In one conversation he asked me why it was that the Elders converted usually the poorer class of people. This I was unable to answer. I thought about it and felt badly because he was so sure he had made a point there. My eyes were bad and I couldn't do much reading. That night after going to bed I thought about it and was real worried during the night. I saw Jesus Christ standing on a high mountain. He was holding a large Bible open and he said to me "Read". I thought and I said to Him, "I cannot read, my eyes are too bad." Then there appeared to me in large figures 1213. They appeared twice. In the morning when Ben came to breakfast I told him about it. He got the small bible, but couldn't find that many chapters in it. I knew it must be there. I remember it was a small bible he held so we got a larger bible which had belonged to his father and mother, and sure enough on that page was the "Sermon on the Mount" which was the perfect answer to Don's question.
Once while visiting with Aunt Mary Wood in Salt Lake I met a Mrs. Conobes from Spanish Fork. She related to me an incident in her life when she was a child she saw an angel. She also told me I would have a large family that would be a credit to me. I am the mother of eleven children and I feel that her prediction came true.
In the year 1903, Grace died. We had her sealed to Eugene Webb. In Jan. 1904, George was married to Christie Sharp and two weeks later left for a mission in the northern states.
That same year our son, Sammie, died of a heart ailment. My husband was away in Idaho employed by the sugar company. This was indeed a trial for me. In August 1905 our last baby was born and we named her Fern. She was such a comfort to us. In Feb. 1905 Annie was married to Eugene Webb. In Dec. of that year we moved to Blackfoot, Idaho. It was very hard to leave my home, and Annie, Mother, father, sisters, and friends and go away among strangers. I took me quite a long time to get used to it. I soon made many friends whom I learned to love dearly. In Feb. 1906 while I was in Lehi visiting my daughter Annie, Clara, who was 8 years old became violently ill with a pain in her head. The Doctor couldn't decide what was the trouble. She became helpless as a baby and lost her eye sight. We had within such a short time lost three children just older than she, then we felt we could not give her up. We prayed and exercised our faith and did everything in our power for her but she did not improve in any way. We took her to Idaho on a stretcher in May of that year. The doctors there could do nothing for her. She just lingered on helpless and pitiful. In Sept. I felt that I could stand it no longer so I brought myself to say "Thy will be done" and began to put her things away. Very soon after that she passed away. I was convinced that the Lord knows best. When we ask for our loved ones to be spared to us, we should be willing to say "Thy will be done". Through our trouble we learned what a host of real friends we had and that Idaho was a good place to live.
In May 1912, I was set-a-part as Relief Society President of Riverside. When asked to be president, I told the Bishop I didn't think I was capable. But he felt that I should take it. I told him I would talk to father and then let him know. Father thought it would be a good thing for me, but I couldn't feel convinced. That night I dreamed a large crowd was going on the train and I decided to not go with them. I could see the train pulling out with all those people leaving me behind. I at once thought of Relief Society and how it would go on without me and I would fail to enjoy the privileges and experiences which awaited me if I failed to respond to the call. I accepted the call and will never cease being grateful for the joy and enrichment of spirit that experience gave me.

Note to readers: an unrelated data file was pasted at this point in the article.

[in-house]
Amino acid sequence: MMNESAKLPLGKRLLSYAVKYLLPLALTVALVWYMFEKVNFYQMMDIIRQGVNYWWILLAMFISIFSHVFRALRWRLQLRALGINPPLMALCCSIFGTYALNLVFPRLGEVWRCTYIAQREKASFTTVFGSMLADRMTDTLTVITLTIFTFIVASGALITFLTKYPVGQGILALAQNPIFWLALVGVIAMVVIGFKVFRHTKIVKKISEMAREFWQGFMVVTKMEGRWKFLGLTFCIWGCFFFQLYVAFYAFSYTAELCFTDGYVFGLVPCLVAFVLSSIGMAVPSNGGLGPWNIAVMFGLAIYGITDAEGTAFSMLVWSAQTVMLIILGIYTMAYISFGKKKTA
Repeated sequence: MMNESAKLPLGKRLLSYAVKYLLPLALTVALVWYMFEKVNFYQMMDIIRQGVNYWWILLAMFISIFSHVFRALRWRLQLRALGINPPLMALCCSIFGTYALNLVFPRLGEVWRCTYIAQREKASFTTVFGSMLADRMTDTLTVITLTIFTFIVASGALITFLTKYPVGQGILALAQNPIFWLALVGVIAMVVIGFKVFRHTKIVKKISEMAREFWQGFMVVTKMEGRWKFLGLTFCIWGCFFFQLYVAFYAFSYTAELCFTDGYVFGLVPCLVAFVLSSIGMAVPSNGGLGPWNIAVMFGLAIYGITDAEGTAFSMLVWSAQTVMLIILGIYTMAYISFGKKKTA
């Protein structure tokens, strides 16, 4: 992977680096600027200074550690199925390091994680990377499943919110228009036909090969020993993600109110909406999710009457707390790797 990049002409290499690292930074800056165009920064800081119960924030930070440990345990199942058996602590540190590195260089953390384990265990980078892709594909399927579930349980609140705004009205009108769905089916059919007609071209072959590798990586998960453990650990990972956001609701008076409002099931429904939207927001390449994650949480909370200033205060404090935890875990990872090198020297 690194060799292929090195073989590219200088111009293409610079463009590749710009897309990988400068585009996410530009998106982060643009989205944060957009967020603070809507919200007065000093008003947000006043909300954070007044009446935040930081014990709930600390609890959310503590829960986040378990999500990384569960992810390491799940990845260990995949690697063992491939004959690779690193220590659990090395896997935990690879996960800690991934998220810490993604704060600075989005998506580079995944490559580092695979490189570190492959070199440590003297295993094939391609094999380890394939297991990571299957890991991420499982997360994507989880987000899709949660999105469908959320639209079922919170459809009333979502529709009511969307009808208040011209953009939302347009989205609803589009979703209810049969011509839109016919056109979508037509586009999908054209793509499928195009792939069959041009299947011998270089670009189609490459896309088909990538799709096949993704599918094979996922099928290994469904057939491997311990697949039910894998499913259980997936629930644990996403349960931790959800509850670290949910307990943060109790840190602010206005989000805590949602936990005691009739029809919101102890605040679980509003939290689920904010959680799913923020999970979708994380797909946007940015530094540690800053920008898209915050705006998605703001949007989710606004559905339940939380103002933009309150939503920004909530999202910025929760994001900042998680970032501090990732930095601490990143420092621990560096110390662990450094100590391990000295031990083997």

In May 1914 we sent our daughter Zada to the Central States on a mission. She was married to Ancle Peterson in June 1916.
In the year 1918 we purchased a home in Blackfoot and moved there. I was very happy and contented in that home which was indeed very convenient and lovely. We enjoyed the neighborhood so much too. We were members of the Blackfoot 2nd Ward. While there, I acted as Relief Society Teacher. In 1929 we sold our home and moved on the other side of town in the home we had purchased from George. We remodeled the house and made it very comfortable but I was never contented there. Perhaps one reason for that was because my health was very poor. We were farther from the ward house and I couldn't be so active in church affairs.
Fern was married to Fred Gurney. In the summer of 1924 when Fern's first baby was only a few weeks old, Fred's father, mother, and brother from Lehi were making them a visit. They decided to take them on an outing to Indian Springs and they invited father and me to go to. We chose a certain place to eat our lunch but in order to get there it was necessary to go down the hill and carry Fern's baby. There was some willows at the foot of the hill and due to a misunderstanding, I came from behind the willows directly in front of the car. Father saw me and threw on the brakes but they did no good. There was no possible way for me to get out of the way. Something seemed to tell me to sit on the bumper which I did and there I rode until the car was stopped.
In the spring of 1935, we sold our home and purchased one in Lehi. We moved back to our old home town. George and Annie are still living there. Also two of my sisters and many dear friends. We love our home for it is lovely. The people of Lehi gave us a hearty welcome and have continued to be very friendly and nice to us. We are enjoying it all and are very happy except that we get lonely for our children in Idaho and the dear friends we have there.
Mary Amelia Smith Taylor Halverson added this note: Mother died Feb 8, 1939 at Lehi Utah at the age of 77 years. She was a wonderful mother and a true Latter-Day-Saint.

No comments:

Post a Comment